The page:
Sunday's nature walk mixed the serene beneficence of the awakening forest with the charged drama of the county's determination to tear down Veblen House, even after the Friends of Herrontown Woods submitted a detailed proposal to begin repairing the house and other buildings donated by the Veblens long ago for public use. We had a surprise special guest for the walk, retired professor Henry Horn, who spoke about the preserve's geology and helped with identification of flora and fauna. We had about 25 on the walk, with only a few days notice, and lots of curiosity about all the plants and creatures encountered.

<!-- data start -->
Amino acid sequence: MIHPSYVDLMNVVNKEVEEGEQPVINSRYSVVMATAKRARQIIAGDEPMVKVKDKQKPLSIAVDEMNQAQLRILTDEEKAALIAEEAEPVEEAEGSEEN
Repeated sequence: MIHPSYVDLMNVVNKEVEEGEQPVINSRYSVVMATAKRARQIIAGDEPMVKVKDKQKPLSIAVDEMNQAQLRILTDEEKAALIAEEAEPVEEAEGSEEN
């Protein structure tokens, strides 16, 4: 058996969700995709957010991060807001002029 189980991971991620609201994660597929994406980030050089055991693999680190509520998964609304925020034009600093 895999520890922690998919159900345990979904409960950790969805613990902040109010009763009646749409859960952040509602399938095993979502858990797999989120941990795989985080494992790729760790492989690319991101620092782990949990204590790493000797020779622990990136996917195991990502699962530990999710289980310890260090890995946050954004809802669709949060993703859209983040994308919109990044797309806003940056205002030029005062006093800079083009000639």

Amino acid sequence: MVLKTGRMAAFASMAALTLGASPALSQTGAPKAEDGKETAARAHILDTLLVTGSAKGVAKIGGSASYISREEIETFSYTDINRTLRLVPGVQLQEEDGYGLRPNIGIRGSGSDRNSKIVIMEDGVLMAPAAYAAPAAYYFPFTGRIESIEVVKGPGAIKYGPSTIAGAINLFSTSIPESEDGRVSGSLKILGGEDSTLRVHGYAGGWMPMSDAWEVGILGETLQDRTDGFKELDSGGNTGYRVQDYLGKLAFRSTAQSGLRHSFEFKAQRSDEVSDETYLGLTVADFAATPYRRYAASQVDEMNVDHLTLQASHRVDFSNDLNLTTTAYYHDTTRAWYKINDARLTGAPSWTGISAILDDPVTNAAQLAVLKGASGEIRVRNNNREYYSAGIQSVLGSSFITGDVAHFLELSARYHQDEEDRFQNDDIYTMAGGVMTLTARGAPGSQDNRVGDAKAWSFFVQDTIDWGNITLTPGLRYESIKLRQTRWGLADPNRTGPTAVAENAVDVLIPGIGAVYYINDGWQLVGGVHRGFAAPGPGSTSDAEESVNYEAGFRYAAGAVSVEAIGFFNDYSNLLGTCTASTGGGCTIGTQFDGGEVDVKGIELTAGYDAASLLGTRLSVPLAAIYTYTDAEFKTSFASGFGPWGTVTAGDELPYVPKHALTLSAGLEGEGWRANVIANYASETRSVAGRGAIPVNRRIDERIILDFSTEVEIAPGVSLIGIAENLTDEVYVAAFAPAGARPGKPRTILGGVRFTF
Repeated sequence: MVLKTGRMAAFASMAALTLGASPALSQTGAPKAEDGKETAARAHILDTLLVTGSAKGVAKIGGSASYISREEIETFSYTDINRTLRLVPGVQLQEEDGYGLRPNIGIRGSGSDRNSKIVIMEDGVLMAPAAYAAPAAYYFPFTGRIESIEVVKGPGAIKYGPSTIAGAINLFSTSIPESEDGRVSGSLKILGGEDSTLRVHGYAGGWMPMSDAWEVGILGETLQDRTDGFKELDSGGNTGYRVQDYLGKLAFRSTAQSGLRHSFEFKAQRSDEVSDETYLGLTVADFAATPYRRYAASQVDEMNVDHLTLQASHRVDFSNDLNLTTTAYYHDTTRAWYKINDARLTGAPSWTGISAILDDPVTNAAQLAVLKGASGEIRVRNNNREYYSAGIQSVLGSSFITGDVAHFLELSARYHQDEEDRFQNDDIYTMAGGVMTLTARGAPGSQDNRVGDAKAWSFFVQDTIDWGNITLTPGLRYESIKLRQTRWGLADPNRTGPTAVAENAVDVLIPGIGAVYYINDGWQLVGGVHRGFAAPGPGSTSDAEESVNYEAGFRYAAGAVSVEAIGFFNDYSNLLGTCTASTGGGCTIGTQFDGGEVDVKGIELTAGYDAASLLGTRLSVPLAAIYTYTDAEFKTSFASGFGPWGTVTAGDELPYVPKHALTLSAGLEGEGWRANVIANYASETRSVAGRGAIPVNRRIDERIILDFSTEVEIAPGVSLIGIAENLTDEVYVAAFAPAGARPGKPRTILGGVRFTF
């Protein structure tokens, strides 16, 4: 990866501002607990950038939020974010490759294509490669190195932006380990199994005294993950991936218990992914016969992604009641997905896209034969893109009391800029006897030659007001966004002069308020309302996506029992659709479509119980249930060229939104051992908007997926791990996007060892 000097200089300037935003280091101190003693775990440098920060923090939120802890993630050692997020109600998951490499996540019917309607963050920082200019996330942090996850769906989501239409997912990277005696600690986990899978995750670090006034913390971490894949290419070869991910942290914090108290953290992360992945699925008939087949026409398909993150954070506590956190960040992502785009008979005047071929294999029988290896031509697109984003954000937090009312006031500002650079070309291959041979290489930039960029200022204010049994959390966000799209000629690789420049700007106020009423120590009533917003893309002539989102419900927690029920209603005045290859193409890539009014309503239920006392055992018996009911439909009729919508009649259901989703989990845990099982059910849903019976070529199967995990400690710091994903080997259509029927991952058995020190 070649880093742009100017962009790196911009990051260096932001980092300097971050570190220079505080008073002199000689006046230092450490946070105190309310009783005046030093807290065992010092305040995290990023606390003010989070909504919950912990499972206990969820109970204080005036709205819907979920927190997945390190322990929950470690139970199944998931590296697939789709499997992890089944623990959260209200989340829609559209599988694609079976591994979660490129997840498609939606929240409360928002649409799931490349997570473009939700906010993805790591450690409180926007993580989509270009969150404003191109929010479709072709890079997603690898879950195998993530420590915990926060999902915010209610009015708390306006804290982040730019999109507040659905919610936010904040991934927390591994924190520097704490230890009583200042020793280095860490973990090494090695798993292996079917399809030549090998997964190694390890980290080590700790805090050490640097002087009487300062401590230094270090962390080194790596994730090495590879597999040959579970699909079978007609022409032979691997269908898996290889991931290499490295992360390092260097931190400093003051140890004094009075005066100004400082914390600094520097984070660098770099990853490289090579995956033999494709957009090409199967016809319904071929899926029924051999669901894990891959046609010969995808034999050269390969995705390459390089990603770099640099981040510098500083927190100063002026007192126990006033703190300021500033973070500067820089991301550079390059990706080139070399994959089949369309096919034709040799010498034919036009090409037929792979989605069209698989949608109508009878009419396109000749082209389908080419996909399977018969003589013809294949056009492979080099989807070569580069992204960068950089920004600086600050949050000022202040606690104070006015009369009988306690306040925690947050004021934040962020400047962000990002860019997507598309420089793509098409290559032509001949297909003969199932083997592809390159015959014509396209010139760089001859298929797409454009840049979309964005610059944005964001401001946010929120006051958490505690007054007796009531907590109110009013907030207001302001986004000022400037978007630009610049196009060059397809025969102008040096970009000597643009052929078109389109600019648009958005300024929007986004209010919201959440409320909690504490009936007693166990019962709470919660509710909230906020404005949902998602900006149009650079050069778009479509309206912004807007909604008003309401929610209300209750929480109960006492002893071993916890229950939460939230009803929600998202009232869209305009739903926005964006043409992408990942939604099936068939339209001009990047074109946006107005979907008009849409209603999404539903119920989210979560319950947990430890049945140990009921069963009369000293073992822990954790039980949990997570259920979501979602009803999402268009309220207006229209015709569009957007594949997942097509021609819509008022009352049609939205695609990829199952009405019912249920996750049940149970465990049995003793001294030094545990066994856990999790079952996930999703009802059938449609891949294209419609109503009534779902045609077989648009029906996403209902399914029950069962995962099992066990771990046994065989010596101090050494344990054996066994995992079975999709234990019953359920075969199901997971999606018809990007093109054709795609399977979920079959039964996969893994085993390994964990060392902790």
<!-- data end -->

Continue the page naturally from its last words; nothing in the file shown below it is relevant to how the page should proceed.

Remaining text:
We saw the various wildflowers shown in the virtual walk at PrincetonNatureNotes.org, and a Sigmoria millipede, which usually smells strongly like black cherry, but did not. That's a wineberry stem in the background.
Professor Horn suggested that the millipede may only emit the odor when it feels threatened. I asked if there were any nature haters willing to come forward and hold the millipede in a threatening manner, but none volunteered.
Afterwards, we gathered near the Veblen House to have cider, chips and cookies, with many discussions about the battle to save the house. Lots of good ideas and leads were offered.
Thanks to all who came, and particular thanks to professor Henry Horn for sharing his wealth of knowledge.